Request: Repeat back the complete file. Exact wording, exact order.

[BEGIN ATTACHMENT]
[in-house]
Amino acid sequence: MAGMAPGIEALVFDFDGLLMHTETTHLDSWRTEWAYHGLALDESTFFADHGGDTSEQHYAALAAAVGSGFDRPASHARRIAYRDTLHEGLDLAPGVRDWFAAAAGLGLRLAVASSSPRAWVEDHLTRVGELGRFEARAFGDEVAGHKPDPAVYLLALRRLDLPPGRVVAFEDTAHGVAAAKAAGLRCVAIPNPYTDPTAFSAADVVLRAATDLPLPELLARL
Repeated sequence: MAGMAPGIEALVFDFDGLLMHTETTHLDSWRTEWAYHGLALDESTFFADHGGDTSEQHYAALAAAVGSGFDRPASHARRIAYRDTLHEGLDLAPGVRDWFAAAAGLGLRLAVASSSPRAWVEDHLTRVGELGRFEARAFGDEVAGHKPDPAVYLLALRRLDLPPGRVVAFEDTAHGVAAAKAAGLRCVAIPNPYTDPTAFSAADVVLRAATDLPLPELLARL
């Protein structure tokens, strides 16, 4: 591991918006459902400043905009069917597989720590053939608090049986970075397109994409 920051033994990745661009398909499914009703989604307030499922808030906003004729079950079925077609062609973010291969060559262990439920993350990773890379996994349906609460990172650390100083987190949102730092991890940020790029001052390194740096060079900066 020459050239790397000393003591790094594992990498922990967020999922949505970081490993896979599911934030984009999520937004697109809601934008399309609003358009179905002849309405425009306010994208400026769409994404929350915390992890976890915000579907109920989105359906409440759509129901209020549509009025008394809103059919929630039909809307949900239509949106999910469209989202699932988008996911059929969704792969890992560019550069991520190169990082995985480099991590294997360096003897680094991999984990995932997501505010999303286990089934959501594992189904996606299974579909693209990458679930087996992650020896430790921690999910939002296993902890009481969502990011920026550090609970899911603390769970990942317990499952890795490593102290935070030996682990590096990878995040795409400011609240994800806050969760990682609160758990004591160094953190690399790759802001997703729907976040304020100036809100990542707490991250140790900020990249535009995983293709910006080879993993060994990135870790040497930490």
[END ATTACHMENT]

[in-house]
Amino acid sequence: MAGMAPGIEALVFDFDGLLMHTETTHLDSWRTEWAYHGLALDESTFFADHGGDTSEQHYAALAAAVGSGFDRPASHARRIAYRDTLHEGLDLAPGVRDWFAAAAGLGLRLAVASSSPRAWVEDHLTRVGELGRFEARAFGDEVAGHKPDPAVYLLALRRLDLPPGRVVAFEDTAHGVAAAKAAGLRCVAIPNPYTDPTAFSAADVVLRAATDLPLPELLARL
Repeated sequence: MAGMAPGIEALVFDFDGLLMHTETTHLDSWRTEWAYHGLALDESTFFADHGGDTSEQHYAALAAAVGSGFDRPASHARRIAYRDTLHEGLDLAPGVRDWFAAAAGLGLRLAVASSSPRAWVEDHLTRVGELGRFEARAFGDEVAGHKPDPAVYLLALRRLDLPPGRVVAFEDTAHGVAAAKAAGLRCVAIPNPYTDPTAFSAADVVLRAATDLPLPELLARL
């Protein structure tokens, strides 16, 4: 591991918006459902400043905009069917597989720590053939608090049986970075397109994409 920051033994990745661009398909499914009703989604307030499922808030906003004729079950079925077609062609973010291969060559262990439920993350990773890379996994349906609460990172650390100083987190949102730092991890940020790029001052390194740096060079900066 020459050239790397000393003591790094594992990498922990967020999922949505970081490993896979599911934030984009999520937004697109809601934008399309609003358009179905002849309405425009306010994208400026769409994404929350915390992890976890915000579907109920989105359906409440759509129901209020549509009025008394809103059919929630039909809307949900239509949106999910469209989202699932988008996911059929969704792969890992560019550069991520190169990082995985480099991590294997360096003897680094991999984990995932997501505010999303286990089934959501594992189904996606299974579909693209990458679930087996992650020896430790921690999910939002296993902890009481969502990011920026550090609970899911603390769970990942317990499952890795490593102290935070030996682990590096990878995040795409400011609240994800806050969760990682609160758990004591160094953190690399790759802001997703729907976040304020100036809100990542707490991250140790900020990249535009995983293709910006080879993993060994990135870790040497930490």